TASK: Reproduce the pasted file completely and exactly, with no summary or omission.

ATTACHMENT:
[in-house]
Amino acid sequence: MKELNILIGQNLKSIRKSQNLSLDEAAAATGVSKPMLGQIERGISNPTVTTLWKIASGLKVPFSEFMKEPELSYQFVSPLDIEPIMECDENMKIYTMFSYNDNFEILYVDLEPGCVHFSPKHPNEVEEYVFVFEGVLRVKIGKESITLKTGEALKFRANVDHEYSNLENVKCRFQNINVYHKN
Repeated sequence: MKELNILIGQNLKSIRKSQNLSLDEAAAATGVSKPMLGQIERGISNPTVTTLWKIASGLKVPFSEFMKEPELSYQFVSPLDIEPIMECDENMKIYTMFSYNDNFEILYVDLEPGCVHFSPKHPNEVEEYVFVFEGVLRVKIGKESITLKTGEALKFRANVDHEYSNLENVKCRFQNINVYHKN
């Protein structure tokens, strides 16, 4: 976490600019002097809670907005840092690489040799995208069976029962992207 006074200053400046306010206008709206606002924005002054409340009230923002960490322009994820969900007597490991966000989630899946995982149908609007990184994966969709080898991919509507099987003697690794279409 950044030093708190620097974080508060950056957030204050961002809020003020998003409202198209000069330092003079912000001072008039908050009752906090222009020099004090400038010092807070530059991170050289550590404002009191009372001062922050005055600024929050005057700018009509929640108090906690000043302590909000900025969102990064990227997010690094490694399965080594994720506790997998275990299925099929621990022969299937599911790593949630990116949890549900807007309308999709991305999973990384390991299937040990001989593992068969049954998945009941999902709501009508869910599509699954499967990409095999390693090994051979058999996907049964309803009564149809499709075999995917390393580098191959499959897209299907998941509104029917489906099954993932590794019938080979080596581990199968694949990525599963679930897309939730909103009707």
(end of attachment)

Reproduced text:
[in-house]
Amino acid sequence: MKELNILIGQNLKSIRKSQNLSLDEAAAATGVSKPMLGQIERGISNPTVTTLWKIASGLKVPFSEFMKEPELSYQFVSPLDIEPIMECDENMKIYTMFSYNDNFEILYVDLEPGCVHFSPKHPNEVEEYVFVFEGVLRVKIGKESITLKTGEALKFRANVDHEYSNLENVKCRFQNINVYHKN
Repeated sequence: MKELNILIGQNLKSIRKSQNLSLDEAAAATGVSKPMLGQIERGISNPTVTTLWKIASGLKVPFSEFMKEPELSYQFVSPLDIEPIMECDENMKIYTMFSYNDNFEILYVDLEPGCVHFSPKHPNEVEEYVFVFEGVLRVKIGKESITLKTGEALKFRANVDHEYSNLENVKCRFQNINVYHKN
């Protein structure tokens, strides 16, 4: 976490600019002097809670907005840092690489040799995208069976029962992207 006074200053400046306010206008709206606002924005002054409340009230923002960490322009994820969900007597490991966000989630899946995982149908609007990184994966969709080898991919509507099987003697690794279409 950044030093708190620097974080508060950056957030204050961002809020003020998003409202198209000069330092003079912000001072008039908050009752906090222009020099004090400038010092807070530059991170050289550590404002009191009372001062922050005055600024929050005057700018009509929640108090906690000043302590909000900025969102990064990227997010690094490694399965080594994720506790997998275990299925099929621990022969299937599911790593949630990116949890549900807007309308999709991305999973990384390991299937040990001989593992068969049954998945009941999902709501009508869910599509699954499967990409095999390693090994051979058999996907049964309803009564149809499709075999995917390393580098191959499959897209299907998941509104029917489906099954993932590794019938080979080596581990199968694949990525599963679930897309939730909103009707």